Resources

A.S. Byatt’s Possession:

Jean Cocteau’s La Belle et La Bête (1946) or a gorgeous adaptation of a French fairy tale, Beauty and the Beast watch here in English

Breton mythology is a mixture of Celtic and French due to proximity to the UK and is believed to be the setting of many Arthurian legends. watch a video overview here

Jean de la Fontaine wrote numerous fables for children that remain popular to this day.

Marie de France was the first female Francophone poet from the 12th century known for her translations of fairy tales and her own lais which are a type of writing native to Bretagne.

Charles Baudelaire was a famous French poet in the 19th century known for writing poems that were banned due to their content but also for being considered overly provocative. He was very influential on later generations of poets and considered very innovative at the time.

Je Vis, Je Meurs” by Louise Labé who was a 16th century French poet known for her sonnets, but this poem in particular made me think of the relationship between Ash and Christabel.

I’m not sure why but Christabel’s work just reminds me of Hozier’s music with the creepy ethereal aesthetic.

Margaret Atwood’s Alias Grace:

What is floriography? Victorians created a whole system of meanings for every flower and each color of it and what different combinations could mean. There’s a whole lot of contradictions between all of the meanings but the history is super interesting and has roots in France so I’m obviously interested. You can read a really good overview of it here.

I also had to use several websites to find the meanings of the flowers which are all hyperlinked in the post but I’ll also list them here:

ftd.com

thelanguageofflowers.com

atozflowers.com

flower-meanings.com

In the post I briefly mentioned the song “Rose of Tralee” that appears twice in the novel. It was an Irish folk song that was widely known, but later on the song was recorded in 1930 by John McCormack and later on in 1947 by Bing Crosby. I love Bing Crosby but John McCormack’s accent gives the song a more Irish feel. I’m going to include the lyrics down below but it’s a beautiful song.

The pale moon was rising above the green mountain,

The sun was declining beneath the blue sea;

When I strayed with my love to the pure crystal fountain,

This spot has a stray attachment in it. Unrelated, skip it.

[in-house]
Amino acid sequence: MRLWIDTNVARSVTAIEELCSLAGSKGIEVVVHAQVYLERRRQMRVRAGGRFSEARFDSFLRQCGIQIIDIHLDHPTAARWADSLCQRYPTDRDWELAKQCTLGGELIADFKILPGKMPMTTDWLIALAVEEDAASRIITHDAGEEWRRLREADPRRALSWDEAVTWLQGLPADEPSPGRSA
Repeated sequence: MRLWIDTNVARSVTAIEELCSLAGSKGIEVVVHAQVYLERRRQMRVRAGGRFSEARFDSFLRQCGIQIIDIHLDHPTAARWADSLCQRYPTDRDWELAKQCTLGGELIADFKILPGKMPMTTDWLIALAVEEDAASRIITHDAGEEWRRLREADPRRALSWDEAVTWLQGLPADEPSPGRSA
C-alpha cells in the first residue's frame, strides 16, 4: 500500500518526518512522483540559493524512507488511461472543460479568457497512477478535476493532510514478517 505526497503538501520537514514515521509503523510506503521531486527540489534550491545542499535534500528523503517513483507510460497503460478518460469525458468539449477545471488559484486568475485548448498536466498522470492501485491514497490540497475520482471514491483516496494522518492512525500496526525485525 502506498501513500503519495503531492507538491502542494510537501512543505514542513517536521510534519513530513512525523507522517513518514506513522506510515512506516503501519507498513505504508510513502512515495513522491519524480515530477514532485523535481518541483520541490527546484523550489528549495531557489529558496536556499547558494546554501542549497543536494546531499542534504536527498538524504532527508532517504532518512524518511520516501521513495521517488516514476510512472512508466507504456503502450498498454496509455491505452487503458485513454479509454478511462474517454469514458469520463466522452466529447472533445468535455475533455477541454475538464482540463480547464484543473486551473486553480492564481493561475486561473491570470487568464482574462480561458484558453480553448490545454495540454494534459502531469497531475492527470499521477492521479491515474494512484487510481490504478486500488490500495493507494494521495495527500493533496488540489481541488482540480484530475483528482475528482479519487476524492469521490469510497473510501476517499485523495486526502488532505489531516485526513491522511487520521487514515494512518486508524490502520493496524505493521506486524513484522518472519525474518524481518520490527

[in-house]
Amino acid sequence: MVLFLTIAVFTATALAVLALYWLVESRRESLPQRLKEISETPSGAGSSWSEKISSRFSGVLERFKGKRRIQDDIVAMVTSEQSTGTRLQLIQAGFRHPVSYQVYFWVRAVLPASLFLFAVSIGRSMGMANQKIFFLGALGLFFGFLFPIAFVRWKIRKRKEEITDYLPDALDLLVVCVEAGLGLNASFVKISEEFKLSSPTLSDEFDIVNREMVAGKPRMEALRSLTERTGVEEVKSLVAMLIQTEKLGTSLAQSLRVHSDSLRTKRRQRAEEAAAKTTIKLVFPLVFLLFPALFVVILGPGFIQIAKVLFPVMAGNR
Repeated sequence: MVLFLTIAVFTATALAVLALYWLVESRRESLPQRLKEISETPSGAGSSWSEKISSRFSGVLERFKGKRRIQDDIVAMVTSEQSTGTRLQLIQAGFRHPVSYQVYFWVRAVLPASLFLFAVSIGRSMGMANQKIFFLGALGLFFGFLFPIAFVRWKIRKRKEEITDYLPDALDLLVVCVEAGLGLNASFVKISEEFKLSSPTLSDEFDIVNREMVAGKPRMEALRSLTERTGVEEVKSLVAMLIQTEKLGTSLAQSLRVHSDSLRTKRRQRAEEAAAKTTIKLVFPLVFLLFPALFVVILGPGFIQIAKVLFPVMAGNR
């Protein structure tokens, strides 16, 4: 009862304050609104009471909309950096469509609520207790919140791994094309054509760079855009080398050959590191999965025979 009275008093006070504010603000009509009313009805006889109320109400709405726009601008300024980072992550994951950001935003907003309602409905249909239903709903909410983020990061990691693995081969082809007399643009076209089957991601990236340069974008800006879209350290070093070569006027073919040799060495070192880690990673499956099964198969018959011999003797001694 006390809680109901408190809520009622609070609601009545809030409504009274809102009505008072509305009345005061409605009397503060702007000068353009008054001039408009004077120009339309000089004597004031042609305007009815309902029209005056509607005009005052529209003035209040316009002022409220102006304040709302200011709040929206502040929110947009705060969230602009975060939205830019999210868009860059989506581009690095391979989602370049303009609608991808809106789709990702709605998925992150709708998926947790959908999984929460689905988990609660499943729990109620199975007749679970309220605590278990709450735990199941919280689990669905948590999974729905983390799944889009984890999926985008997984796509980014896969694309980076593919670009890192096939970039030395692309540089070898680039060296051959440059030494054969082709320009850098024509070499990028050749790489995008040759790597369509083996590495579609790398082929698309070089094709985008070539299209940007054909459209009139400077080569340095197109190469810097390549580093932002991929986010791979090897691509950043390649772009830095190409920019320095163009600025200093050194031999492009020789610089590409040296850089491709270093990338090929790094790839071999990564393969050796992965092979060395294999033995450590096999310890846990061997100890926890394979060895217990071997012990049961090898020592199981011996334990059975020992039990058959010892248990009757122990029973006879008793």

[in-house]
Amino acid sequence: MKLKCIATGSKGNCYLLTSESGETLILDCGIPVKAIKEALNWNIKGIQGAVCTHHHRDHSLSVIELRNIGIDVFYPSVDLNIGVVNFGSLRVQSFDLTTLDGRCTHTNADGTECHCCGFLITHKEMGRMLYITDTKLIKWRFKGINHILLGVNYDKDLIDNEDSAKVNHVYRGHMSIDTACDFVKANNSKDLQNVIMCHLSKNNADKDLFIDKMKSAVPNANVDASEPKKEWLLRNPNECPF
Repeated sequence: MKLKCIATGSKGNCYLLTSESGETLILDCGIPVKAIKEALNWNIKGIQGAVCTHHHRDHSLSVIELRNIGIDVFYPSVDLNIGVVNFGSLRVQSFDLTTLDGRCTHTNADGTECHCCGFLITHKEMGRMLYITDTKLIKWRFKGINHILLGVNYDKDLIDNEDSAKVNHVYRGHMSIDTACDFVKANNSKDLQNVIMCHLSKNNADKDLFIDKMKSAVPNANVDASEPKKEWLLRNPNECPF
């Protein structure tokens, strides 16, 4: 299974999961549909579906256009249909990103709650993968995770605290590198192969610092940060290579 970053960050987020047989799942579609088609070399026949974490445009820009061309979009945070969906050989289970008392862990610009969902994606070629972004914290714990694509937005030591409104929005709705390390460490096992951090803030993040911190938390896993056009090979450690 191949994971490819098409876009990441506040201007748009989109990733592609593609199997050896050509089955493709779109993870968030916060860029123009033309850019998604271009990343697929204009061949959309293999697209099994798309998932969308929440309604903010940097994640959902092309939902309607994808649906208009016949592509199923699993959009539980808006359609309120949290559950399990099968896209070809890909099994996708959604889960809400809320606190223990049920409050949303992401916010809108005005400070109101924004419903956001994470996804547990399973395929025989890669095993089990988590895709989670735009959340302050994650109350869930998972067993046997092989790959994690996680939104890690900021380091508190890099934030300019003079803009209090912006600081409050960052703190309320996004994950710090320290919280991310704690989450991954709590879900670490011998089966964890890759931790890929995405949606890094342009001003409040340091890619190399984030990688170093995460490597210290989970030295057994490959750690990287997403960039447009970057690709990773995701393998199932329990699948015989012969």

That stands in the beautiful Vale of Tralee.

She was lovely and fair as the rose of the summer,

Yet ’twas not her beauty alone that won me;

Oh no, ’twas the truth in her eyes ever dawning,

That made me love Mary, the Rose of Tralee.

The cool shades of evening their mantle were spreading,

And Mary all smiling was listening to me;

The moon through the valley her pale rays was shedding,

When I won the heart of the Rose of Tralee.

Though lovely and fair as the Rose of the summer,

Yet ’twas not her beauty alone that won me;

Oh no, ’twas the truth in her eyes ever dawning,

That made me love Mary the Rose of Tralee.

In the far fields of India, ‘mid war’s dreadful thunders,

Her voice was a solace and comfort to me,

But the chill hand of death has now rent us asunder,

I’m lonely tonight for the Rose of Tralee.

She was lovely and fair as the rose of the summer,

Yet ’twas not her beauty alone that won me;

Oh no, ’twas the truth in her eyes ever dawning,

That made me love Mary,

The Rose of Tralee

For this novel, I kept listening to Taylor Swift songs because I feel like they encompass Grace’s feelings pretty well. But even though the novel was set in Canada I think it fits with Southern Gothic music really well, a little dark and grungy. Just like the subject of the novel.

Julian Barnes’ Arthur & George

“The Case of Mr. George Edalji” by Sir Arthur Conan Doyle published in 1907 is an article on the case from Sir Arthur’s perspective.

“Boxes in Boxes: Julian Barnes, Conan Doyle, Sherlock Holmes and the Edalji Case” by D. Michael Risinger is an in-depth article that gets into the case and the court details.

Articles 1 and 2 showing that Julian Barnes was inspired by the Dreyfus Affair as well as George Edalji’s case.

A short explanation of the Dreyfus Affair and a more in-depth one, basically the Dreyfus Affair was a long drawn out case of an egregious miscarriage of justice due in part to anti-Semitism. There was treason, conspiracies by the military to cover up espionage, trialS (plural), acquittals, public outcry, and even a possible murder. So basically it was super interesting and you should read about it because this was an important moment that had impact on the later world wars.

Emile Zola was a famous French author who got involved in advocating for Alfred Dreyfus’s freedom. He was super well-known at the time and was nominated for the first two Nobel Prizes in literature. He also died suspiciously due to carbon monoxide poisoning and there was a later deathbed confession from his “murderer.” He wrote an open letter to the French President regarding the Dreyfus affair entitled “J’accuse” and was later found guilty of libel due to it.

The Murder of John Lennon by Mark David Chapman

The Murder of Gianni Versace by Andrew Cunanan

The Murder of Tupac Shakur

The Murder of Selena Quintanilla Perez by Yolanda Saldívar